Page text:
Moody’s upgrades Pridco’s credit ratings to ‘Baa1’ from ‘Baa2’
Moody’s Investors Service Inc. disclosed Thursday it has upgraded the Puerto Rico Industrial Development Company’s general purpose revenue bond rating to “Baa1” from “Baa2” and changed the outlook to stable. This decision came even though Pridco has some $210 million of outstanding debt.
In its report, the agency said the Baa1 rating reflects “a pledged revenue stream derived from rentals of industrial space leased to a diverse group of industrial firms that has declined steadily during the economic recession, but still provides satisfactory coverage of debt service on a current and projected basis.”
Moody’s also noted Pridco’s role as a “major economic development entity of the Commonwealth of Puerto Rico government” and its dominant position on the island — with almost 24 million square feet under management in the industrial property market.
Meanwhile, the upgrade reflects “the fact that Pridco’s management team has managed to keep revenue and debt service coverage relatively stable during one of the worst economic downturns in the commonwealth’s history and recently called some near-term debt, bolstering coverage.”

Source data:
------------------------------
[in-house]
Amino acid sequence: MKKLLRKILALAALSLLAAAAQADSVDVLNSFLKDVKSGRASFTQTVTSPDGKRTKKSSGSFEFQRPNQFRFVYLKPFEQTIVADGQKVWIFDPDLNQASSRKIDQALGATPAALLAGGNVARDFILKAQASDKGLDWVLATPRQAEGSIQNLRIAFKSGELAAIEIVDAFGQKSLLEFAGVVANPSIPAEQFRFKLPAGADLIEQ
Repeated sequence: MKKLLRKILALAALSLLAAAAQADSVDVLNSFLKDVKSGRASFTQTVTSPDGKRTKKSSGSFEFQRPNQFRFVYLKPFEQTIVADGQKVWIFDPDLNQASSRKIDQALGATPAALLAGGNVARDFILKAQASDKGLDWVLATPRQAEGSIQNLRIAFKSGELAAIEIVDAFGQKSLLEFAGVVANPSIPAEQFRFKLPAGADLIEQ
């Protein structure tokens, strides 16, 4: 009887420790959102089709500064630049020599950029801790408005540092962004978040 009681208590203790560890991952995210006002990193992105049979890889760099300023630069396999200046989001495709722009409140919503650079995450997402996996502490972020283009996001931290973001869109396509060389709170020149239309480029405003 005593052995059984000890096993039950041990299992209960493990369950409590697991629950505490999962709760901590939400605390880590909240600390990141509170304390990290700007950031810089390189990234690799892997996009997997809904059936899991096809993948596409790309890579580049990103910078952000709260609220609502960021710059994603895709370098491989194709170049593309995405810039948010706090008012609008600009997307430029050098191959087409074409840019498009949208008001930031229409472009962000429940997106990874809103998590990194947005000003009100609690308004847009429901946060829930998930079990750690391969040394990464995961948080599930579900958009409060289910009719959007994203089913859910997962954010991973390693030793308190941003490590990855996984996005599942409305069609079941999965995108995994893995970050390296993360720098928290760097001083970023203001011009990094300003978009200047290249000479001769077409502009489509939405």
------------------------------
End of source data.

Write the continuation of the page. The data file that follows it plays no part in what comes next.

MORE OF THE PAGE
While the commonwealth’s economy remains sluggish and Pridco is not immune to pressures in the industrial sector, its declining debt service after fiscal 2016 will also aid coverage assuming no issuance of additional debt.
Its conservative financing structure, with maximum annual debt service covered about 1.5 times by pledged revenues in fiscal 2011 and projected coverage of 1.5 times in fiscal 2012. Debt service coverage from all available revenues in fiscal 2011 was 2.9 times, Moody’s said.
PRIDCO’s Baa1 rating is independent of the commonwealth’s general obligation rating (Baa1/Negative), and while Pridco and the commonwealth GO rating could both be influenced by changes in the island’s economy, the ratings may not move in tandem, the New York firm further noted.
Pridco Executive Director José Pérez-Riera said Thursday getting a better grade from Moody’s helps the agency to carry out its mission under more favorable conditions.
“This way, we’ll be able to continue promoting Puerto Rico as an investment destination and attracting world-class companies to our island that contribute to our economic development and create jobs for our people,” said Pérez-Riera, who is also Economic Development and Commerce secretary.
While for the most part Moody’s had positive things to say about Pridco, the agency also noted several challenges ahead — Pridco’s revenues are vulnerable to the island’s troubled economy, which has been in a recession for the past six years and industrial vacancies are high and growth in rental income in the near term is unlikely.
“In particular, there have been declines in manufacturing and industrial activity and the forecast for growth remains weak,” Moody’s said.
Still, Moody’s said the agency’s outlook is stable and “expect[s] the credit to remain stable in light of the commonwealth’s modest economic growth forecast and expectation of continued strong management.”